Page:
"Voy a la piscina."
Translation:I go to the pool.
Fun mnemonic for remembering piscina = swimming pool: "Please do not piscina the pool." Say with an italian accent.
Thanks! I will forever remember picina, and think of Mario Bros when I go to the pool.
That's really good and clever. It will certainly help me to remember. Gracias!
Pi was really the short form of piscine in the movie, his name was piscine monitor patel.
[[["""...Piscine Molitor Patel is the protagonist and, for most of the novel, the narrator. In the chapters that frame the main story, Pi, as a shy, graying, middle-aged man, tells the author about his early childhood and the shipwreck that changed his life...."""]]]
The"baths" is right in English and is given as a 'hover' translation, but it is still rejected here...
james- Baths in French is more for a public pool, an inside pool. The lesson is about household items. Anyway, Duo always gives related words but it doesn't mean that you can use all those words. It's a kind of information.
My brain stopped working and I used the word, pond. No worky. Not recommended.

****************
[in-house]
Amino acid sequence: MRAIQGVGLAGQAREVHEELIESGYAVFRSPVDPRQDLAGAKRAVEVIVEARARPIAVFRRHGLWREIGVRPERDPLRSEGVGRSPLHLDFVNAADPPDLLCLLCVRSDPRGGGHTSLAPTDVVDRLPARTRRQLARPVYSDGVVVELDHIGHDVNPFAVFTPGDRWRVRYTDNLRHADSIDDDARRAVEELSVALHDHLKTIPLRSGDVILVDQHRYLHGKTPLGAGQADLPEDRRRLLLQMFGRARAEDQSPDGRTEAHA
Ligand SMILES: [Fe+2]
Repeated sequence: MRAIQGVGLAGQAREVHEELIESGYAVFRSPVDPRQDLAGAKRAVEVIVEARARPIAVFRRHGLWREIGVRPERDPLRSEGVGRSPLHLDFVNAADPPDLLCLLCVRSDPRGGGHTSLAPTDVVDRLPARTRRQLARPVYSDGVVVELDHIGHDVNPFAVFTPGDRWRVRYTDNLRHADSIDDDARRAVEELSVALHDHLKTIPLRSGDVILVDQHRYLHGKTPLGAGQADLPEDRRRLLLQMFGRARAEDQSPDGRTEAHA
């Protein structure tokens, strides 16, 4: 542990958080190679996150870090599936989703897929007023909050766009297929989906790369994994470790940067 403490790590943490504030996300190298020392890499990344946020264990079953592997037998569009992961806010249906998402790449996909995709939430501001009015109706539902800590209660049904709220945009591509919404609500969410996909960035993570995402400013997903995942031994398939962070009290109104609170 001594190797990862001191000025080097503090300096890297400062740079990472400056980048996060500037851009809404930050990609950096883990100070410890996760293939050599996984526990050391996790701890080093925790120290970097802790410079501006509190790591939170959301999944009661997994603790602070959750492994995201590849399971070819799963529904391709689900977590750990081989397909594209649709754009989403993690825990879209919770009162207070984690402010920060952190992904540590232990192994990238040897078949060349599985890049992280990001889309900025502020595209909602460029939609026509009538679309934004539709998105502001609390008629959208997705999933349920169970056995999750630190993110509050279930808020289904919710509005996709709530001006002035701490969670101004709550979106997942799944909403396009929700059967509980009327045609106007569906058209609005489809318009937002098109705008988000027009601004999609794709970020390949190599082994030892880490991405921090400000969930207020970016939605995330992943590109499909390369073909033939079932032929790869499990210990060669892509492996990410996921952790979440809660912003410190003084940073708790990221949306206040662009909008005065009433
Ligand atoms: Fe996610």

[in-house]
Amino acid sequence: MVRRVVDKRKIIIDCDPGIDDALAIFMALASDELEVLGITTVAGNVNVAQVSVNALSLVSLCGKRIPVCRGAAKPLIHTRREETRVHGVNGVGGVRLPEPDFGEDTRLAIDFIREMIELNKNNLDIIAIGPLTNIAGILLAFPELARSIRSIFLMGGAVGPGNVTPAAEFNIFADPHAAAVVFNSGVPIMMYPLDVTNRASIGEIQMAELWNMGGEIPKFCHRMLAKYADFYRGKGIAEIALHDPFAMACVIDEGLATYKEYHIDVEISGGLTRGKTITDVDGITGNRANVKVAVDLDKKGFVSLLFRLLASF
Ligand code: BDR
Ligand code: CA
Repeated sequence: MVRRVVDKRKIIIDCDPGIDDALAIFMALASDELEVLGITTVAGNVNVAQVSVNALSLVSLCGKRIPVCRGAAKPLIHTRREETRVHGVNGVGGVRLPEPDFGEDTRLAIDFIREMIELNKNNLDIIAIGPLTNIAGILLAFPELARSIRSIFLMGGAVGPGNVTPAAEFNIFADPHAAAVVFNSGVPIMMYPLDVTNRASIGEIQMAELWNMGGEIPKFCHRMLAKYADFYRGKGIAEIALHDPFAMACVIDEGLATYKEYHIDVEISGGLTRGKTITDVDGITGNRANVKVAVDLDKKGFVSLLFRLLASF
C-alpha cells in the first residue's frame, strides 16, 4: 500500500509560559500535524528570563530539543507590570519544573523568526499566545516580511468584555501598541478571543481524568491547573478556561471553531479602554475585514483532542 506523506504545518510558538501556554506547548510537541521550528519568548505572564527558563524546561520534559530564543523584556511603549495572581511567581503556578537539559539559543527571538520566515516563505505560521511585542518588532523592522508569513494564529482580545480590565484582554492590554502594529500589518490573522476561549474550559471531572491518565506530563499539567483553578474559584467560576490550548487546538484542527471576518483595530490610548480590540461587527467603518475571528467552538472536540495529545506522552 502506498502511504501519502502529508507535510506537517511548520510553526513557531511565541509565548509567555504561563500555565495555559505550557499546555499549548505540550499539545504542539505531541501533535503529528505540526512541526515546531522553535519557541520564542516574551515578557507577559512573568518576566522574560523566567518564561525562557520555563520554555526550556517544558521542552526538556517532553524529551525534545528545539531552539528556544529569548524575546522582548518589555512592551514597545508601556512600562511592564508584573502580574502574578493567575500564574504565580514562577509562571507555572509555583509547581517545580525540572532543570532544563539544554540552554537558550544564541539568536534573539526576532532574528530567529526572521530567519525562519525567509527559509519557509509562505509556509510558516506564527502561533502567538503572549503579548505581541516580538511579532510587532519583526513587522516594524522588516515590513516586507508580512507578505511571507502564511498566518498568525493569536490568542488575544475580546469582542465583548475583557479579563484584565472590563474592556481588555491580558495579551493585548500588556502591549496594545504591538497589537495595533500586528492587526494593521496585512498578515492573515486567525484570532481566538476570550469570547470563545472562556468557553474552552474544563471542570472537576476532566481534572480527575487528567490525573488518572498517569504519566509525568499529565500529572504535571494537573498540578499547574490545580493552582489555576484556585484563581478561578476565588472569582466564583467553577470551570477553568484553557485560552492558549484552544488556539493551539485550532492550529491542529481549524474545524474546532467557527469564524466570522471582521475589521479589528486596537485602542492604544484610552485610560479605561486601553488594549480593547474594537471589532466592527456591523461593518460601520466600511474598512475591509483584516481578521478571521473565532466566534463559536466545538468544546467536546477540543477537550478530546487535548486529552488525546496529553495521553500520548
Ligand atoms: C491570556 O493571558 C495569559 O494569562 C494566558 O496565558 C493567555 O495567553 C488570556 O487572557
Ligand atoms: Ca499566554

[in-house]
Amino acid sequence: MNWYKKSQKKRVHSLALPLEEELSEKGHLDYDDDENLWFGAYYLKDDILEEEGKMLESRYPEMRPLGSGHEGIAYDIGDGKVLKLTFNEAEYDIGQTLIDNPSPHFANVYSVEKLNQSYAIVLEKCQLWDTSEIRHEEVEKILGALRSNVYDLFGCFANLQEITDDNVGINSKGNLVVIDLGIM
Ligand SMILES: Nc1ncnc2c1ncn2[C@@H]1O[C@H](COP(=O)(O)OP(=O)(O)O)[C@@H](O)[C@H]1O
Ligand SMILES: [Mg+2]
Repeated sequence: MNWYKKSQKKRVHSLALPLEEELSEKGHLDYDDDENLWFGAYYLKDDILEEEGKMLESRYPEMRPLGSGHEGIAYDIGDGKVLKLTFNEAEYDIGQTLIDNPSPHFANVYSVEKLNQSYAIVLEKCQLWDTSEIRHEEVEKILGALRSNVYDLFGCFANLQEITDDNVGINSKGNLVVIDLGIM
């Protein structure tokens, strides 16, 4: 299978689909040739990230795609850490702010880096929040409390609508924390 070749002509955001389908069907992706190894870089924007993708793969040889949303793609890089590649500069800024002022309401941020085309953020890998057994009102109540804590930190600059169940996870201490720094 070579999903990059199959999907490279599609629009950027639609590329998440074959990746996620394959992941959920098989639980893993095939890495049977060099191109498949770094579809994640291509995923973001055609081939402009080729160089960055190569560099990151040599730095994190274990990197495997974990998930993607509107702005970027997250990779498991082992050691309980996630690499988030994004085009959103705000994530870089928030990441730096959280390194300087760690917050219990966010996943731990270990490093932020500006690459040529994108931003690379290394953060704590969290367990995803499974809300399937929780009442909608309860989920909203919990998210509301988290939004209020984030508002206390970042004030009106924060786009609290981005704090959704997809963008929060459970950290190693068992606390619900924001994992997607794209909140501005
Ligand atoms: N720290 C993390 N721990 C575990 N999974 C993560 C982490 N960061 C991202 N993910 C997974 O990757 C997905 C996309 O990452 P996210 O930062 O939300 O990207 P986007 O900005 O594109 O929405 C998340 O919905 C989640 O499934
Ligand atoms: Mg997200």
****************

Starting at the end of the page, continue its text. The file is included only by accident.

Why would you say it stopped? It was working fine, since piscina comes from latin piscīna, meaning fish pond as well as swimming pool. The similarity to pescado (originating from latin piscis) learned earlier is obvious and you were right :)
Hmm? interesting. I had been wondering about a possible relation to Pisces which means fishes.
You mean the astrological sign? It's the same. Latin origins everywhere, I used to learn latin at school and now it's helping me with other languages.
Right. And I was just thinking awhile ago about how we can`t reasonably expect duoLing to support every possible alternate. So what we can best do is just park alternates in our minds and move on.